Sexual function in infertile women with polycystic ovary syndrome and unexplained infertility.
While female sexual dysfunction is a frequent occurrence, characteristics in infertile women are not well delineated. Furthermore, the impact of infertility etiology on the characteristics in women with differing androgen levels observed in women with polycystic ovary syndrome and unexplained infertility has not been assessed.OBJECTIVE
The objective of the study was to determine the characteristics of sexual dysfunction in women with polycystic ovary syndrome and unexplained infertility.STUDY DESIGN
A secondary data analysis was performed on 2 of Eunice Kennedy Shriver National Institute of Child Health and Human Development Cooperative Reproductive Medicine Networks clinical trials: Pregnancy in Polycystic Ovary Syndrome Study II and Assessment of Multiple Intrauterine Gestations From Ovarian Stimulation. Both protocols assessed female sexual function using the Female Sexual Function Inventory and the Female Sexual Distress Scale.RESULTS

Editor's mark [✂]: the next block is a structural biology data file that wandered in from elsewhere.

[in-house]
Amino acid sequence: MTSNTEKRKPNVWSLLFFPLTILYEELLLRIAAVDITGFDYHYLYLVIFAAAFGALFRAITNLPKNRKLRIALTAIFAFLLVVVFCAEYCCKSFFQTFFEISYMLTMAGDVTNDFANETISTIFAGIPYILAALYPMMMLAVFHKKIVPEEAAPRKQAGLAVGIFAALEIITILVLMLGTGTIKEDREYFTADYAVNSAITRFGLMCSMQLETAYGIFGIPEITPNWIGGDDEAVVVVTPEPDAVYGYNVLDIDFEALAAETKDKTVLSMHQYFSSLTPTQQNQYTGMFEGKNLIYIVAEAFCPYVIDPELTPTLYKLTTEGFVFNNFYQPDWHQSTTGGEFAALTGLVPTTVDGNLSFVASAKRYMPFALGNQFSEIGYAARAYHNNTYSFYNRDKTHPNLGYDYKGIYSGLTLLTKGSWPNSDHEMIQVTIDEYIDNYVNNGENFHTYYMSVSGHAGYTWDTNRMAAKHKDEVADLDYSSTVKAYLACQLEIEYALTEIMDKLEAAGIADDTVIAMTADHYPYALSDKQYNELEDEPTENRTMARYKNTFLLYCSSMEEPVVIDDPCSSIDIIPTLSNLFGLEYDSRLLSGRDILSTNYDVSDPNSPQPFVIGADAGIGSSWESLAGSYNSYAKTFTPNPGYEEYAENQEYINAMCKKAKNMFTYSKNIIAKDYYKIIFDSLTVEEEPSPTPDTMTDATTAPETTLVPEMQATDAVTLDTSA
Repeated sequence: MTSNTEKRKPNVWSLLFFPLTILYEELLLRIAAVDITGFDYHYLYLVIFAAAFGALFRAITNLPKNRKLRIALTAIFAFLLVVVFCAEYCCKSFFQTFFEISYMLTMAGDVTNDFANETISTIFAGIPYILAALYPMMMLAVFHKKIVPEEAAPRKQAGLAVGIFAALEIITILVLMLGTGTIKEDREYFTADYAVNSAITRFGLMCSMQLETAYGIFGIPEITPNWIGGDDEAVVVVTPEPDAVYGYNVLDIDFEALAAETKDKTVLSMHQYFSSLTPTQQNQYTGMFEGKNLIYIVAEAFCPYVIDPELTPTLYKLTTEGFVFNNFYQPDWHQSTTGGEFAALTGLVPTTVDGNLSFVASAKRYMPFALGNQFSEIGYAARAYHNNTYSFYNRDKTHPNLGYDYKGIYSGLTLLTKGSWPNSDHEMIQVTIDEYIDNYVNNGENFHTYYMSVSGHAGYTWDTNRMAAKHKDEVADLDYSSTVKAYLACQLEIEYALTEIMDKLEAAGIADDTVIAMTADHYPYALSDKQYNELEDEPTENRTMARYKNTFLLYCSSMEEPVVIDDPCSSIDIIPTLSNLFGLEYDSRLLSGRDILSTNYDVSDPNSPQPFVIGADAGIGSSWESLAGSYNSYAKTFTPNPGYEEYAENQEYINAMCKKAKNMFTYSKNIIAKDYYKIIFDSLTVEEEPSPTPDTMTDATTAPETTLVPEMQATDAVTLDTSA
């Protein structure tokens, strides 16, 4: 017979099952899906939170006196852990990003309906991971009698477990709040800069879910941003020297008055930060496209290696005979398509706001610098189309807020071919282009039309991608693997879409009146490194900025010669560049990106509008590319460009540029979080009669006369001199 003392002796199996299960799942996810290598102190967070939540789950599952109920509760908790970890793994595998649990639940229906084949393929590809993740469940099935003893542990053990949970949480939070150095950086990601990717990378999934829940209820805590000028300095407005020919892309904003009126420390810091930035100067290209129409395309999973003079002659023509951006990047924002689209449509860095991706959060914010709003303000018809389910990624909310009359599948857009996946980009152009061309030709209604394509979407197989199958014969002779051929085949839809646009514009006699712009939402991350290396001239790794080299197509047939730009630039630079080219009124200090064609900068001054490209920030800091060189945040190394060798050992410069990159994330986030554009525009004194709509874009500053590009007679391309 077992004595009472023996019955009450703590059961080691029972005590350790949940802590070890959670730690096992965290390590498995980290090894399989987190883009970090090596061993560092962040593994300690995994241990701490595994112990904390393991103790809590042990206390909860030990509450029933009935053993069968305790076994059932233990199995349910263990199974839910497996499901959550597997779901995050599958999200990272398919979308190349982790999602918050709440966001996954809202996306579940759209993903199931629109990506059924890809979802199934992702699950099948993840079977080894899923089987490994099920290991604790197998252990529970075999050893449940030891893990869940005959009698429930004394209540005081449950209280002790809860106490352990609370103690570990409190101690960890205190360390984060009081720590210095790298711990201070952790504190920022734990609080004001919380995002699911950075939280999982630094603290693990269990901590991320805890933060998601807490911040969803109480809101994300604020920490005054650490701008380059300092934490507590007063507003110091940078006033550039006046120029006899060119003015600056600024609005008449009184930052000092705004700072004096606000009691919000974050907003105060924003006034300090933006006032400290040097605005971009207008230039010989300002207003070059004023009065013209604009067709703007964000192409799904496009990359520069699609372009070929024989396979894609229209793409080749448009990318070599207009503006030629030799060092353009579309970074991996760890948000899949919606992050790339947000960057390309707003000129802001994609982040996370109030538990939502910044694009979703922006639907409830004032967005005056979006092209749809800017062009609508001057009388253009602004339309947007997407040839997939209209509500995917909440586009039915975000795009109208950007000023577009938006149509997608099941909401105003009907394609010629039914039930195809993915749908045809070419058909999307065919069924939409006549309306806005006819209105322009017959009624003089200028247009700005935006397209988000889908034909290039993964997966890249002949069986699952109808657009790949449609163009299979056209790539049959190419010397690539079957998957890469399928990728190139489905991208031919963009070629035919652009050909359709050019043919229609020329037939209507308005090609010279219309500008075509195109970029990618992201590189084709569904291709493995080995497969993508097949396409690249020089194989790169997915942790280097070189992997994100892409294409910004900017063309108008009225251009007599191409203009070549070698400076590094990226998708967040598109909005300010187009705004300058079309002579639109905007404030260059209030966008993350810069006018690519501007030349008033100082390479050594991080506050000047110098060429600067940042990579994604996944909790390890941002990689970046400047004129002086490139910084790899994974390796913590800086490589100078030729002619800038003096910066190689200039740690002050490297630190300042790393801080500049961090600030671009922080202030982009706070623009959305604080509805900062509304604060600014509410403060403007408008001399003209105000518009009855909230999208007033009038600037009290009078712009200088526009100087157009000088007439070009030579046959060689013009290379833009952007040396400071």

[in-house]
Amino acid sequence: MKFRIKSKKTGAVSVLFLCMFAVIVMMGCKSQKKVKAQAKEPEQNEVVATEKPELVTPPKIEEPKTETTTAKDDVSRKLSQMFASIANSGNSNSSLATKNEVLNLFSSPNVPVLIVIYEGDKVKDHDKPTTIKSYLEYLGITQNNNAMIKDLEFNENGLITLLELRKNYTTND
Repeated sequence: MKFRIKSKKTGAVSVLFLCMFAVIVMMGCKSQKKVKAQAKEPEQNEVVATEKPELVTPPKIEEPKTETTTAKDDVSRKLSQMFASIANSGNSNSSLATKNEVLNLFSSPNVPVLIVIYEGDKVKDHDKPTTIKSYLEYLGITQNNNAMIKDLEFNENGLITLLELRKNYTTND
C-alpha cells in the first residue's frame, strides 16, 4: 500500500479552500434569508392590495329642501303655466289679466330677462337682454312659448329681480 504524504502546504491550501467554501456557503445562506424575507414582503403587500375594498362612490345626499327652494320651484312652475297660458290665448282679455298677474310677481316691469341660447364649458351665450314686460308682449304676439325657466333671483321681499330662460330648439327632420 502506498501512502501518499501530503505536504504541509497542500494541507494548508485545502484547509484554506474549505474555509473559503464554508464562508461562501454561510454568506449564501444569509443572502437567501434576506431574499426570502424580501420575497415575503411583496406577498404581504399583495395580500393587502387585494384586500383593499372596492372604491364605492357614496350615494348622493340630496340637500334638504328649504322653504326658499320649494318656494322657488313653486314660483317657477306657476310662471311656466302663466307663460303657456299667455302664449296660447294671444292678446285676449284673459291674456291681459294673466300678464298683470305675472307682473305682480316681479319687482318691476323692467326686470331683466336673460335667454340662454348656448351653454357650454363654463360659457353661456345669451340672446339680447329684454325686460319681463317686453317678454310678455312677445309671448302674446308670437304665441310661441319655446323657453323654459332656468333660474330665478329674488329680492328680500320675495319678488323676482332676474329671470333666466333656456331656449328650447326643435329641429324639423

Women with polycystic ovary syndrome had higher weight and body mass index than women with unexplained infertility (each P < .001), greater phenotypic (Ferriman-Gallwey hirsutism score, sebum score, and acne score; each P < .001), and hormonal (testosterone, free testosterone, and dehydroepiandrosterone; each P < .001) evidence of androgen excess. Sexual function scores, as assessed by the Female Sexual Function Inventory, were nearly identical. The Female Sexual Distress Scale total score was higher in women with polycystic ovary syndrome. The mean Female Sexual Function Inventory total score increased slightly as the free androgen index increased, mainly as a result of the desire subscore. This association was more pronounced in the women with unexplained infertility.CONCLUSION
Reproductive-age women with infertility associated with polycystic ovary syndrome and unexplained infertility, despite phenotypic and biochemical differences in androgenic manifestations, do not manifest clinically significant differences in sexual function.